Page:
Much has been made of the iPad’s potential as a stand-in for a laptop whenever you leave the comfort of home and don’t care to tote around a laptop. Two Macworld editors got the chance recently to put that potential into practice. Both Christopher Breen and Jonathan Seff spent last week on the road—the former on a family vacation, and the latter on a business trip. They took their shiny new Apple devices with them, to see how well the iPad fares as a traveling companion compared to Apple’s other portable offerings.
The iPad on vacation
Thanks to the predictable annual tilting of the globe that brings about Spring Break in the Northern hemisphere, I had occasion to learn something of just how appropriate the iPad is for travels during a long weekend in Yosemite National Park. My plan was to use the iPad for several tasks: Back-seat entertainment device for my daughter, e-book reader, e-mail grabber, and Web browser. In most respects it rose to the challenge. Where it fell down, it did so in expected (though still frustrating) ways.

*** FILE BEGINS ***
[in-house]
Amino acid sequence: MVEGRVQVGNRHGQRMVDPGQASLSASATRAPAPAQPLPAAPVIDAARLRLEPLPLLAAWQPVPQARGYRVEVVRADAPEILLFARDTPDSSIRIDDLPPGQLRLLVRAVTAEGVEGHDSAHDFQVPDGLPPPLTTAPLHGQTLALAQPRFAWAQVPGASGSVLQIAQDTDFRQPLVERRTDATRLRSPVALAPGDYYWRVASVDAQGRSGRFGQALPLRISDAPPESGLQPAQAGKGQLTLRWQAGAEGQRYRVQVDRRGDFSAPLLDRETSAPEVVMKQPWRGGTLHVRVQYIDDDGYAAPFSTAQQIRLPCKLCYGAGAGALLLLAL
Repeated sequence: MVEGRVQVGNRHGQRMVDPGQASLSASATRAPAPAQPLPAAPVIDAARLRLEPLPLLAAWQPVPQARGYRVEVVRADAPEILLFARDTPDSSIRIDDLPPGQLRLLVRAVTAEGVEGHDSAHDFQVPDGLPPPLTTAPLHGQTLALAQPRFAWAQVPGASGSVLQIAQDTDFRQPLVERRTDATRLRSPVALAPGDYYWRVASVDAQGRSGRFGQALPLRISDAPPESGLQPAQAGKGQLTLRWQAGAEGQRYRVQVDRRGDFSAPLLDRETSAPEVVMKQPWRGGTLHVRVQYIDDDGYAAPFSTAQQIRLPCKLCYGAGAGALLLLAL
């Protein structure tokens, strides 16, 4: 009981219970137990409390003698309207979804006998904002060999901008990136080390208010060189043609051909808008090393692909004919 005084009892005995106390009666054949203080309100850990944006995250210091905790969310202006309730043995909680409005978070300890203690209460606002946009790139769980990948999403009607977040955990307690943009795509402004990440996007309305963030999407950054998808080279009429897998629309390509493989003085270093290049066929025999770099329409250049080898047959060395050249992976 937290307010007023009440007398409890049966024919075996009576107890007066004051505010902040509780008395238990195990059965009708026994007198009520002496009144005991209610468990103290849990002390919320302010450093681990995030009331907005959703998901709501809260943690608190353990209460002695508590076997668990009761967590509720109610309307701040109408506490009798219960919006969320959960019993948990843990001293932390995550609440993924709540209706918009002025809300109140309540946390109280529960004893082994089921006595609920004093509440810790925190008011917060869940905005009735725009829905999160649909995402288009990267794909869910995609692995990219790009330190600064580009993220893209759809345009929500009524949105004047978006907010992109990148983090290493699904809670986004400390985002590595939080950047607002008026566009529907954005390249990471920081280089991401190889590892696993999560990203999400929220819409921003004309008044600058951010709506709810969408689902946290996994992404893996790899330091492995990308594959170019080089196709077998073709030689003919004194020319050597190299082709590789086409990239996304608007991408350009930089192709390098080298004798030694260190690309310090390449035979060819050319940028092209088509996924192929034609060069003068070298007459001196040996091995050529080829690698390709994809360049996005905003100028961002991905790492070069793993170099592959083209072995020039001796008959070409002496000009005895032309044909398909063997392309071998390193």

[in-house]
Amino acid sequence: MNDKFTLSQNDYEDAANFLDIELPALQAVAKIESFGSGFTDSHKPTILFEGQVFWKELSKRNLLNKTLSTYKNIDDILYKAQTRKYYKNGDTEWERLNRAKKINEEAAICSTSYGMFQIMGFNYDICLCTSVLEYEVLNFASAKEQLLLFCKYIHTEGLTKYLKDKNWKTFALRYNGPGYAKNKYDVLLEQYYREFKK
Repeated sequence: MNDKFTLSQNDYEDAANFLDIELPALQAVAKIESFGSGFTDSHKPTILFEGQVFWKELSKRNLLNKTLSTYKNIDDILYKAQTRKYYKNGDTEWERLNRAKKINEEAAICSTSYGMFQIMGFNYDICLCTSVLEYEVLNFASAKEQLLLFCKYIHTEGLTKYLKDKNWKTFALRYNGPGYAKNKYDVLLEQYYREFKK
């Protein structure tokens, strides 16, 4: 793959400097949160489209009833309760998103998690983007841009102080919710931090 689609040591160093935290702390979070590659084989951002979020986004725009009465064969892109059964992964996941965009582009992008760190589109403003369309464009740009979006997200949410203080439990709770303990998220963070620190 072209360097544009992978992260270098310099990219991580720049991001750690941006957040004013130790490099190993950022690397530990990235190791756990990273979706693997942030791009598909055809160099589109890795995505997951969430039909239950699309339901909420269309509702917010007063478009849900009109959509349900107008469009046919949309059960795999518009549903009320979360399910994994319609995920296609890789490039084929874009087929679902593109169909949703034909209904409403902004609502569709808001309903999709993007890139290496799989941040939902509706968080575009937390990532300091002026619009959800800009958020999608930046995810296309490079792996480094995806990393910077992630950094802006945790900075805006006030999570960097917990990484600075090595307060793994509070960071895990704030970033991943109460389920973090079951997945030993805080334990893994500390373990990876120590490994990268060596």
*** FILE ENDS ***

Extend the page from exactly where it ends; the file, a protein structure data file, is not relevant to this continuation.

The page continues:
In the back seat: The drive from our California coastal hamlet to Yosemite Valley is approximately 2381 When-Are-We-Going-to-Get-Theres (or around 5 hours and change). My daughter has terrific powers of concentration, but providing her with just a single iPad diversion would tax even those powers. With that in mind I loaded the iPad’s Videos app with four movies and six Daffy Duck cartoons. Should she feel the need to create rather than absorb, I made sure that Autodesk’s SketchBook Pro was also installed. And, because she still has the stomach for it in a moving vehicle, something to read.
She’s lately been burning through Rick Riordan’s Percy Jackson series and didn’t have the final book—The Last Olympian. We tried to find a copy at the local bookseller, but had no luck. Before leaving I fired up the iPad, launched the iBooks app, and searched for the book. Score one for e-books and the needlessness of worrying about inventory and shelf space. There it was. Sure, at $11 it was a buck-fifty more than a physical copy from Amazon, but it was available now and took next to no time to download.
Such was her love of Master Jackson and her parents’ repertoire of car games that she barely touched the movies, cartoons, or drawing app. After she’d been at the book for an hour or so I asked her how she liked reading it on the iPad; she replied, simply, “It’s awesome.”